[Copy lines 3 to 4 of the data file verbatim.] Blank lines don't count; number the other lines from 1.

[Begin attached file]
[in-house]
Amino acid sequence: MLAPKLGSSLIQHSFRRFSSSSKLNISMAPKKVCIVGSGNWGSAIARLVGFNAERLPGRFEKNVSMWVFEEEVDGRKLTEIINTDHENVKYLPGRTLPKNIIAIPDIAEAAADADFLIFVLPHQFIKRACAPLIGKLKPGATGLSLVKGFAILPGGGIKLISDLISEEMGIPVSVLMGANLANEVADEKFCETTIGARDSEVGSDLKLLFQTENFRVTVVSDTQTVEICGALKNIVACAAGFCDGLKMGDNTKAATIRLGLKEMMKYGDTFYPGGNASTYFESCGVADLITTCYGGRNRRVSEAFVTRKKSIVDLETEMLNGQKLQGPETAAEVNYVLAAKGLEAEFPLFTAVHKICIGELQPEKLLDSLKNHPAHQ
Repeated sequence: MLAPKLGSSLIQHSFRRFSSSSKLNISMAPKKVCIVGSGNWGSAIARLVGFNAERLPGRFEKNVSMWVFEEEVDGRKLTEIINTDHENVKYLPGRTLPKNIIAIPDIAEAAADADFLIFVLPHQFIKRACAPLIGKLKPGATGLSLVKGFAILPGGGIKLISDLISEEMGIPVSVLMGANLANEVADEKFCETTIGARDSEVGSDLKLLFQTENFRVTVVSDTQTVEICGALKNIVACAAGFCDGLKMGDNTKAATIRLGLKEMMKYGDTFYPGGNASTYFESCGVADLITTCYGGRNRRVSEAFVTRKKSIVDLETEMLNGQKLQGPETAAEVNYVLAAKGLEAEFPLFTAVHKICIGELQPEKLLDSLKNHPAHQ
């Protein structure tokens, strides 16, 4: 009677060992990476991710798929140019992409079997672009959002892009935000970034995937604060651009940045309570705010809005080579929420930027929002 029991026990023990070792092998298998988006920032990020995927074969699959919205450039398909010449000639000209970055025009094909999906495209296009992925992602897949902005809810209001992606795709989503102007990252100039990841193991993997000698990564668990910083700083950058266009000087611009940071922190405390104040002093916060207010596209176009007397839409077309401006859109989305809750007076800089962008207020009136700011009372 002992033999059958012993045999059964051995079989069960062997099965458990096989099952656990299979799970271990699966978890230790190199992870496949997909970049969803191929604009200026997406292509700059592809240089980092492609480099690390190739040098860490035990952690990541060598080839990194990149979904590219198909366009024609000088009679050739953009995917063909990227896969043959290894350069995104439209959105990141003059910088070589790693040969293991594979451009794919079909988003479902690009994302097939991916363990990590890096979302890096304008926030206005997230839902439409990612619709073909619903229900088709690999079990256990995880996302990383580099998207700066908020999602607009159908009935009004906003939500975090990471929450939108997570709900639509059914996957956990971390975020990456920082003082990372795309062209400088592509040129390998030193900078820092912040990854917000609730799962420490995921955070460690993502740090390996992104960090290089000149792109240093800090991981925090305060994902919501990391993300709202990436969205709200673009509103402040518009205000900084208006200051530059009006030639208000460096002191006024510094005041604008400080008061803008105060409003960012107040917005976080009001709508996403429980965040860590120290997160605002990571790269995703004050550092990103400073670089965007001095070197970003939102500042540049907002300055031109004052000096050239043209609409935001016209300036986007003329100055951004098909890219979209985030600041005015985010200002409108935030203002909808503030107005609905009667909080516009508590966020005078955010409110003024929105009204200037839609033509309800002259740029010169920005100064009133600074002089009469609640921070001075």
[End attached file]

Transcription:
Repeated sequence: MLAPKLGSSLIQHSFRRFSSSSKLNISMAPKKVCIVGSGNWGSAIARLVGFNAERLPGRFEKNVSMWVFEEEVDGRKLTEIINTDHENVKYLPGRTLPKNIIAIPDIAEAAADADFLIFVLPHQFIKRACAPLIGKLKPGATGLSLVKGFAILPGGGIKLISDLISEEMGIPVSVLMGANLANEVADEKFCETTIGARDSEVGSDLKLLFQTENFRVTVVSDTQTVEICGALKNIVACAAGFCDGLKMGDNTKAATIRLGLKEMMKYGDTFYPGGNASTYFESCGVADLITTCYGGRNRRVSEAFVTRKKSIVDLETEMLNGQKLQGPETAAEVNYVLAAKGLEAEFPLFTAVHKICIGELQPEKLLDSLKNHPAHQ
């Protein structure tokens, strides 16, 4: 009677060992990476991710798929140019992409079997672009959002892009935000970034995937604060651009940045309570705010809005080579929420930027929002 029991026990023990070792092998298998988006920032990020995927074969699959919205450039398909010449000639000209970055025009094909999906495209296009992925992602897949902005809810209001992606795709989503102007990252100039990841193991993997000698990564668990910083700083950058266009000087611009940071922190405390104040002093916060207010596209176009007397839409077309401006859109989305809750007076800089962008207020009136700011009372 002992033999059958012993045999059964051995079989069960062997099965458990096989099952656990299979799970271990699966978890230790190199992870496949997909970049969803191929604009200026997406292509700059592809240089980092492609480099690390190739040098860490035990952690990541060598080839990194990149979904590219198909366009024609000088009679050739953009995917063909990227896969043959290894350069995104439209959105990141003059910088070589790693040969293991594979451009794919079909988003479902690009994302097939991916363990990590890096979302890096304008926030206005997230839902439409990612619709073909619903229900088709690999079990256990995880996302990383580099998207700066908020999602607009159908009935009004906003939500975090990471929450939108997570709900639509059914996957956990971390975020990456920082003082990372795309062209400088592509040129390998030193900078820092912040990854917000609730799962420490995921955070460690993502740090390996992104960090290089000149792109240093800090991981925090305060994902919501990391993300709202990436969205709200673009509103402040518009205000900084208006200051530059009006030639208000460096002191006024510094005041604008400080008061803008105060409003960012107040917005976080009001709508996403429980965040860590120290997160605002990571790269995703004050550092990103400073670089965007001095070197970003939102500042540049907002300055031109004052000096050239043209609409935001016209300036986007003329100055951004098909890219979209985030600041005015985010200002409108935030203002909808503030107005609905009667909080516009508590966020005078955010409110003024929105009204200037839609033509309800002259740029010169920005100064009133600074002089009469609640921070001075």